No matter the genre, every game has certain aspects that determine the overall quality of its design. If the quality is sufficiently high, it’ll blow peoples minds. It’s true. While different genres might place different priorities on each, they’ll always exist to some degree and thus must be considered. These five aspects to good game design are creating proper difficulty, showing a lack of apparent complexity, ensuring a high quality of gameplay depth, offering true engagement, and properly balancing the game’s systems.
For creating proper difficulty, you have to ensure that there’s enough challenge for the achievement of a goal to be satisfying, but not enough to dissuade the player from continuing on. This difficulty can be created in different areas such as mental or dexterity-related skills depending on the game’s genre, but this difficulty should always be appropriate to the genre as a whole. For example, casual games should only have a relatively low level of difficulty whereas more hardcore games such as 4X strategy games will have their difficulty at a level that caters to that specific hardcore audience
Closely related to difficulty is a game’s complexity. There is a difference, however, in the apparently complexity of a game and its actual complexity. The apparent complexity is the number of game rules or other objects with which the players use to achieve the game’s goals. For example, a cluttered or non-intuitive interface displaying critical information for a player’s success may make a game seem overly complex, even if the critical information itself isn’t particularly complex such as a health bar. Similarly, having a ridiculous amount of differing actions be completed in the right order successfully, even if each task individually requires little skill, will come off as overly complex to a player. On the flip side, in golf, the goal itself is simple as you just have to get the ball into the hole. Even though the goal might be simple in nature, it requires a great amount of skill consistently score, so this game is rather complex even if it’s incredibly easy to understand.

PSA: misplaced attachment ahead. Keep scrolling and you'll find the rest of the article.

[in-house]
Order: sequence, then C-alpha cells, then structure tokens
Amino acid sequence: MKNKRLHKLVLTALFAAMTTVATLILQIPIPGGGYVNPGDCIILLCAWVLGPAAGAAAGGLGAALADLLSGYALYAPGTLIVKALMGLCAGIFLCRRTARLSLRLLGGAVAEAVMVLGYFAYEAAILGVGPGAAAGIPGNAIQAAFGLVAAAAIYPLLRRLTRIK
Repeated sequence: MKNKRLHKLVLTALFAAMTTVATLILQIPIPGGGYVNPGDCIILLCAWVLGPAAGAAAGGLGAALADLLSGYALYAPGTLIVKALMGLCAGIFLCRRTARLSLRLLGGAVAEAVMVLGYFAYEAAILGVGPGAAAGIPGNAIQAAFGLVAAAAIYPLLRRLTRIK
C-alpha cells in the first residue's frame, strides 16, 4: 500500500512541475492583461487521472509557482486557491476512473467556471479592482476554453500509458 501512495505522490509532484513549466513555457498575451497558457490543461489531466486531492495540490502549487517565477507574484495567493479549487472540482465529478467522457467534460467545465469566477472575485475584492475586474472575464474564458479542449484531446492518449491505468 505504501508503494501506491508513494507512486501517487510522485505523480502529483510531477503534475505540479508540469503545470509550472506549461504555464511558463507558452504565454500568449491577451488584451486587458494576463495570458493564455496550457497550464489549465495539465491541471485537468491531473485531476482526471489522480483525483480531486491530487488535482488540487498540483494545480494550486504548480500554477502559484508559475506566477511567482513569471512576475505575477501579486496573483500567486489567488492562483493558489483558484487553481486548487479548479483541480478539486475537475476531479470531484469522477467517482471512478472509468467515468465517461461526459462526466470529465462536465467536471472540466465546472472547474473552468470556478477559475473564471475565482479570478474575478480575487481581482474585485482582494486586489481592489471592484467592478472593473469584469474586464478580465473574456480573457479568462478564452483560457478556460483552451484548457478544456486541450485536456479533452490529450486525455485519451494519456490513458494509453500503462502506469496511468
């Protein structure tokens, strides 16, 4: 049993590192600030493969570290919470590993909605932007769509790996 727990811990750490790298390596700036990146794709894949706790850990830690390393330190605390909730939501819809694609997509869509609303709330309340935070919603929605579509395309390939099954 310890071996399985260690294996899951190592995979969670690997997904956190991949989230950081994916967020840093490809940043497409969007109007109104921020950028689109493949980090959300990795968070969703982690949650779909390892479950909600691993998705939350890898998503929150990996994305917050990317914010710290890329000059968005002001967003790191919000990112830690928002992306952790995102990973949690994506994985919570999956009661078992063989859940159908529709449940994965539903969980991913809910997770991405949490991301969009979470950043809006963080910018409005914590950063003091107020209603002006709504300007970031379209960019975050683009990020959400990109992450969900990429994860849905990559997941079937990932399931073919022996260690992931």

Next of is the quality of a game’s depth. This is a measure of how much a player enjoys the game even considering skill progression. This is directly related to the number of interesting decisions a player can make while attempting to achieve the game’s goals. For example, Tic-Tac-Toe has a very simple rule set and very few meaningful decisions past the first two actions or so, as you simply have to place your piece where a three-in-a-row will be blocked. As a result, it is a game with both low complexity and low depth. Chess has a moderate size ruleset but has a much greater amount of interesting decisions, including but not limited to specific openers, attack strategies, defensive strategies, and other similar, very meaningful choices. As a result, chess is a game with a medium amount of complexity but very high depth. Monopoly has even more rules than chess but less meaningful decisions, so it has a high amount of complexity but much less depth. Dungeons & Dragons is extremely complex due to the massive rulebook that is almost impossible for a person to memorize, but one could argue that it is less complex than chess since many actions are “pushed” upon you due to the circumstances of the game and an inherent reliance on rolling dice.
Perhaps the number one rule of game design is that a game should be easy to learn but difficult to master. This means that ideally a game should consist of high depth but low complexity. This allows a casual player to pick up the game and enjoy it but also allows hardcore players to crank out maximum efficiency in their gameplay and really dig in. This depth-to-complexity ratio is called streamlined design and is what many game designers strive to achieve as their primary measure of what makes a good game.